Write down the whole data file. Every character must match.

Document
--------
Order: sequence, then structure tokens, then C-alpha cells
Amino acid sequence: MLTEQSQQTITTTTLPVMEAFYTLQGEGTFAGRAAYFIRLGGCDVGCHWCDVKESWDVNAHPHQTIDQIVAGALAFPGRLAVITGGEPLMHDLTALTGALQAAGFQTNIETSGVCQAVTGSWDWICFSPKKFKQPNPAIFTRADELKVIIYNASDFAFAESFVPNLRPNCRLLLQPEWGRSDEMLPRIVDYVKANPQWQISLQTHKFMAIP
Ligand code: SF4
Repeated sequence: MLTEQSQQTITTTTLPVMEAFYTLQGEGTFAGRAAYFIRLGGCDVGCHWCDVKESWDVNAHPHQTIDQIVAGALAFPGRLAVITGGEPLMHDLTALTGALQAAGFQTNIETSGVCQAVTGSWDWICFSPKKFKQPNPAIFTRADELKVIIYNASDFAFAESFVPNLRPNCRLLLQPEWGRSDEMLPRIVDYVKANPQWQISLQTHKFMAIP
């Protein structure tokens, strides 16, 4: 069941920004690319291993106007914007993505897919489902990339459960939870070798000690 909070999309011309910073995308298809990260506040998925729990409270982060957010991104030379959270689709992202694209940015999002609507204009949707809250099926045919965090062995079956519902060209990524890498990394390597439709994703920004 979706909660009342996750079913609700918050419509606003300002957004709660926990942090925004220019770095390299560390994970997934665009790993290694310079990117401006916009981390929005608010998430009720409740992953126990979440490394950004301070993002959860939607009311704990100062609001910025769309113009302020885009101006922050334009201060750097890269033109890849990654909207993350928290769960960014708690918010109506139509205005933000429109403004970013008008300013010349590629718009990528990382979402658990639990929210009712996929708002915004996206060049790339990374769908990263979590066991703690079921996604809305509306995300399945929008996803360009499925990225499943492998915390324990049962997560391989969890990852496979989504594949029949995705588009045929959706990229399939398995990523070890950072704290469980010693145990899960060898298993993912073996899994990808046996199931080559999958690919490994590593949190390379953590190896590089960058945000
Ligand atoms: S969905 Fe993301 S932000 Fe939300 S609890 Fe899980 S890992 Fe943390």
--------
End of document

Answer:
Order: sequence, then structure tokens, then C-alpha cells
Amino acid sequence: MLTEQSQQTITTTTLPVMEAFYTLQGEGTFAGRAAYFIRLGGCDVGCHWCDVKESWDVNAHPHQTIDQIVAGALAFPGRLAVITGGEPLMHDLTALTGALQAAGFQTNIETSGVCQAVTGSWDWICFSPKKFKQPNPAIFTRADELKVIIYNASDFAFAESFVPNLRPNCRLLLQPEWGRSDEMLPRIVDYVKANPQWQISLQTHKFMAIP
Ligand code: SF4
Repeated sequence: MLTEQSQQTITTTTLPVMEAFYTLQGEGTFAGRAAYFIRLGGCDVGCHWCDVKESWDVNAHPHQTIDQIVAGALAFPGRLAVITGGEPLMHDLTALTGALQAAGFQTNIETSGVCQAVTGSWDWICFSPKKFKQPNPAIFTRADELKVIIYNASDFAFAESFVPNLRPNCRLLLQPEWGRSDEMLPRIVDYVKANPQWQISLQTHKFMAIP
């Protein structure tokens, strides 16, 4: 069941920004690319291993106007914007993505897919489902990339459960939870070798000690 909070999309011309910073995308298809990260506040998925729990409270982060957010991104030379959270689709992202694209940015999002609507204009949707809250099926045919965090062995079956519902060209990524890498990394390597439709994703920004 979706909660009342996750079913609700918050419509606003300002957004709660926990942090925004220019770095390299560390994970997934665009790993290694310079990117401006916009981390929005608010998430009720409740992953126990979440490394950004301070993002959860939607009311704990100062609001910025769309113009302020885009101006922050334009201060750097890269033109890849990654909207993350928290769960960014708690918010109506139509205005933000429109403004970013008008300013010349590629718009990528990382979402658990639990929210009712996929708002915004996206060049790339990374769908990263979590066991703690079921996604809305509306995300399945929008996803360009499925990225499943492998915390324990049962997560391989969890990852496979989504594949029949995705588009045929959706990229399939398995990523070890950072704290469980010693145990899960060898298993993912073996899994990808046996199931080559999958690919490994590593949190390379953590190896590089960058945000
Ligand atoms: S969905 Fe993301 S932000 Fe939300 S609890 Fe899980 S890992 Fe943390």